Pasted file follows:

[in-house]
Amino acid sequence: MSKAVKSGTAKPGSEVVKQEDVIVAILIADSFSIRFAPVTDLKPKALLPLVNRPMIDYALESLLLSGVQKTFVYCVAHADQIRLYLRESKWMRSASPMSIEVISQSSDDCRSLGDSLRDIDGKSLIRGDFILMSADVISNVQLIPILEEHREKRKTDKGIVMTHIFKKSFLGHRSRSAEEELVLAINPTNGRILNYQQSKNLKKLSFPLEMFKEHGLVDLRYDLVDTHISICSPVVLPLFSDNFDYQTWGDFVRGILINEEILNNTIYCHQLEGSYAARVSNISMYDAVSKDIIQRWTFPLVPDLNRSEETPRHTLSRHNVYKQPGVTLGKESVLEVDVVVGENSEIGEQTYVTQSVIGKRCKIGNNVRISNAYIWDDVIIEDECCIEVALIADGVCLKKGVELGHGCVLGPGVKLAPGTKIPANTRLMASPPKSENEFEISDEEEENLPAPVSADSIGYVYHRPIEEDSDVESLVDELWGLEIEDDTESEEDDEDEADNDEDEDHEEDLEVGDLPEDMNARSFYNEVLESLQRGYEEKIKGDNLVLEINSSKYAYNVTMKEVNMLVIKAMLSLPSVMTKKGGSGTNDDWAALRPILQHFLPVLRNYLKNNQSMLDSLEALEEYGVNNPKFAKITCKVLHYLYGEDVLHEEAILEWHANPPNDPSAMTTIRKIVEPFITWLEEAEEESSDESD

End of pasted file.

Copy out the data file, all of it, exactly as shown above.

[in-house]
Amino acid sequence: MSKAVKSGTAKPGSEVVKQEDVIVAILIADSFSIRFAPVTDLKPKALLPLVNRPMIDYALESLLLSGVQKTFVYCVAHADQIRLYLRESKWMRSASPMSIEVISQSSDDCRSLGDSLRDIDGKSLIRGDFILMSADVISNVQLIPILEEHREKRKTDKGIVMTHIFKKSFLGHRSRSAEEELVLAINPTNGRILNYQQSKNLKKLSFPLEMFKEHGLVDLRYDLVDTHISICSPVVLPLFSDNFDYQTWGDFVRGILINEEILNNTIYCHQLEGSYAARVSNISMYDAVSKDIIQRWTFPLVPDLNRSEETPRHTLSRHNVYKQPGVTLGKESVLEVDVVVGENSEIGEQTYVTQSVIGKRCKIGNNVRISNAYIWDDVIIEDECCIEVALIADGVCLKKGVELGHGCVLGPGVKLAPGTKIPANTRLMASPPKSENEFEISDEEEENLPAPVSADSIGYVYHRPIEEDSDVESLVDELWGLEIEDDTESEEDDEDEADNDEDEDHEEDLEVGDLPEDMNARSFYNEVLESLQRGYEEKIKGDNLVLEINSSKYAYNVTMKEVNMLVIKAMLSLPSVMTKKGGSGTNDDWAALRPILQHFLPVLRNYLKNNQSMLDSLEALEEYGVNNPKFAKITCKVLHYLYGEDVLHEEAILEWHANPPNDPSAMTTIRKIVEPFITWLEEAEEESSDESD